[Un]Civil Dialogue: How people have lost the ability to agreeably disagree

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Humans disagree about things. Pick any topic and you'll find people close at hand who have differing views about it. Personal experiences, priorities, and a thousand other variables shape each individual's opinions. Disagreement is good because it makes each of us reconsider what we think and why. It encourages us to examine the question in detail, reaffirming our position if it's right and modifying or changing it if a fair consideration shows that it's lacking.

A challenge to the art of disagreement is the attempted hijacking of the marketplace of ideas by people who insist not only that they're right but that everyone who thinks otherwise is an idiot. Every spring, college commencement speakers are dis-invited because some offended student group or other activists have put pressure on the administration, citing their outrage at the visitor's ideas. In 2015, Washington State briefly outlawed the use of “oppressive and hateful language” including words such as “illegal alien,” “male,” and “female” in certain class papers.

Last October, Yale lecturer and assistant residential college master Erika Christakis was viciously condemned by students after she posted an email gently questioning the school's guidelines about Halloween costumes. Administrators had cautioned against wearing items some students might find offensive (Indian feathers, turbans). Christakis wondered in her message whether this was an abridgment of free expression: “Whose business is it to control the forms of costumes of young people? It's not mine, I know that.” If someone was offended, her advice was to talk about it. Hundreds of students signed a letter condemning her and kept up a relentless barrage until she resigned in December.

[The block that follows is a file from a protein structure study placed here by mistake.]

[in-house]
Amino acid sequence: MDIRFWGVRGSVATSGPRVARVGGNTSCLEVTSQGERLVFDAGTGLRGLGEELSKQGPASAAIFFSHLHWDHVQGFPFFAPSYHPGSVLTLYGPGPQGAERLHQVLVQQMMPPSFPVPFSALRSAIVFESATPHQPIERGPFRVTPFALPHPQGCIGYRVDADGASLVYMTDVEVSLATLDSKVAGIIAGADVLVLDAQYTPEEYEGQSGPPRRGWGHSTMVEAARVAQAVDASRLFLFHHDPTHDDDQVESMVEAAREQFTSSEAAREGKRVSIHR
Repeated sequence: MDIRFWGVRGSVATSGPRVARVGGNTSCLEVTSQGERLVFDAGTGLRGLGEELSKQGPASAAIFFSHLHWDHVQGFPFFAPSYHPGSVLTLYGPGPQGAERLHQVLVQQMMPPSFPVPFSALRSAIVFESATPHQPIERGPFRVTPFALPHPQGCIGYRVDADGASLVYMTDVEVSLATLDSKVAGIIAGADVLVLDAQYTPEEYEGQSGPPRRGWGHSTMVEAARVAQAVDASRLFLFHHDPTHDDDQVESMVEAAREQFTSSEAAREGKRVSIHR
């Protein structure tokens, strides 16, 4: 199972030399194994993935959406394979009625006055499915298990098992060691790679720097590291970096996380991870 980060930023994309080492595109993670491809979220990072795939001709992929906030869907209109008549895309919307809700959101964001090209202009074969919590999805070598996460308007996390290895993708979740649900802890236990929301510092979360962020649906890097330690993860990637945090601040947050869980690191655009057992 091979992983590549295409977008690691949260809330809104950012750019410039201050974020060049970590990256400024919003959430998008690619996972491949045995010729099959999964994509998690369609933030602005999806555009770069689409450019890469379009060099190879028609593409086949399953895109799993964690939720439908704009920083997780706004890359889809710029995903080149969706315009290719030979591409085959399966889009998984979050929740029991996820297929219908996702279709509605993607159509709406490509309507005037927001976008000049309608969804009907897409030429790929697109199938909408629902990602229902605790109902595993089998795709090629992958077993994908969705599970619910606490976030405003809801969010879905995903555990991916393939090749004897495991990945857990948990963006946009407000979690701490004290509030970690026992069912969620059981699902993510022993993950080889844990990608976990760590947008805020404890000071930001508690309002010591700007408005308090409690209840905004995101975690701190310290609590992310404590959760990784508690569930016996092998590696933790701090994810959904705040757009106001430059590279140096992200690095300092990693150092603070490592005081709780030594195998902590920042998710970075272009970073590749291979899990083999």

Freedom to Learn

But if only non-controversial speakers were invited to commencement ceremonies, graduation audiences would never learn anything new, never have their assumptions tested, never be prodded into re-examining their positions. If a student at Washington State can't use “illegal alien” in a paper, not only is it a violation of his freedom of expression, it stifles constructive dialogue on a crucially important issue. If someone disagrees with Erika Christakis's point of view on Halloween costumes, they're welcome to state their case, but they have no right to vilify and silence her for sharing her views in the interest of fruitful discussion.

For all its wonders and benefits, the Internet has made it easier than ever for the loudest, rudest, most self-absorbed people to intimidate others and stifle the free exchange of ideas. This is an essential point of concern for the educational community, because without freedom of expression on the Internet and elsewhere, teaching and learning are impossible. A primary component of the educational process is permission to inquire and exchange ideas on all sides of an issue. If an idea is good, why is it good? If it's bad, why is it bad? Educated people—students and teachers alike–rightly test established thinking all the time. Good ideas, policies, and positions stand up to the challenge; those that don't deserve to be revisited or replaced.